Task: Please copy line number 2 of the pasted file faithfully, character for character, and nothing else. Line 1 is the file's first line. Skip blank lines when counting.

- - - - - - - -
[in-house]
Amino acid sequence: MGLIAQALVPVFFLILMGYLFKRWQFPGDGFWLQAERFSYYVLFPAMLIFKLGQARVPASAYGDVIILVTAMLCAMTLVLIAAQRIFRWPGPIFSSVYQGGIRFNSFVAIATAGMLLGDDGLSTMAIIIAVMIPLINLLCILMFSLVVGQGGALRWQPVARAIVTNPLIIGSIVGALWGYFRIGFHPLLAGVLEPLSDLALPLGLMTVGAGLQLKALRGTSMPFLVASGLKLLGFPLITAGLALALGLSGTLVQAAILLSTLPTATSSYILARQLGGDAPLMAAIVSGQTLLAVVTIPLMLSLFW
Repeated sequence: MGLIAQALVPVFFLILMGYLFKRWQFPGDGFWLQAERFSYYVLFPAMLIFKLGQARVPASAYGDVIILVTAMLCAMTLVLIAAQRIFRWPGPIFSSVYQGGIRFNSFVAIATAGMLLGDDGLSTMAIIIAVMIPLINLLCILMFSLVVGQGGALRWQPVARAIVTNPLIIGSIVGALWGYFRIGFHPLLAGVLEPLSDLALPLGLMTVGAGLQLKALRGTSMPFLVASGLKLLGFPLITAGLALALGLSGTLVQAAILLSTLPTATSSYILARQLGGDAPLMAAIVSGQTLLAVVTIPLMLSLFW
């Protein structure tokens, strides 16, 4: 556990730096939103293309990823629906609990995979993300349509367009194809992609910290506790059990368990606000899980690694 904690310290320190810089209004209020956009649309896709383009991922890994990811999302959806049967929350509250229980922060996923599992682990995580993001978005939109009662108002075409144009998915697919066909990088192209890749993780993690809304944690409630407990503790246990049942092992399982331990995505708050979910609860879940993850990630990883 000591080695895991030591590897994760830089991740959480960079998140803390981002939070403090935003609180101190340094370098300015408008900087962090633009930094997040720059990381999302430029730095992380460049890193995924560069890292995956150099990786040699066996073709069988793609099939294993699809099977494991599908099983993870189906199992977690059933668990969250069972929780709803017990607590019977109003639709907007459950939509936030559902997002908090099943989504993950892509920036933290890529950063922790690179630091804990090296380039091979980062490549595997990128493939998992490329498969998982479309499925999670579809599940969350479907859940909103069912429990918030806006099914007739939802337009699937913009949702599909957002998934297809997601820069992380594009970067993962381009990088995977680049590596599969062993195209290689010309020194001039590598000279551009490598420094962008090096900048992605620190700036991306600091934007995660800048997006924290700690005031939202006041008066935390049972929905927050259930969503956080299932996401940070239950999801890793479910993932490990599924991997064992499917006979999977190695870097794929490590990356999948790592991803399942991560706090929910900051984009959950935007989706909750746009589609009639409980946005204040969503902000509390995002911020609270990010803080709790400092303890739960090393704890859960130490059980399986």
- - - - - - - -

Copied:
Amino acid sequence: MGLIAQALVPVFFLILMGYLFKRWQFPGDGFWLQAERFSYYVLFPAMLIFKLGQARVPASAYGDVIILVTAMLCAMTLVLIAAQRIFRWPGPIFSSVYQGGIRFNSFVAIATAGMLLGDDGLSTMAIIIAVMIPLINLLCILMFSLVVGQGGALRWQPVARAIVTNPLIIGSIVGALWGYFRIGFHPLLAGVLEPLSDLALPLGLMTVGAGLQLKALRGTSMPFLVASGLKLLGFPLITAGLALALGLSGTLVQAAILLSTLPTATSSYILARQLGGDAPLMAAIVSGQTLLAVVTIPLMLSLFW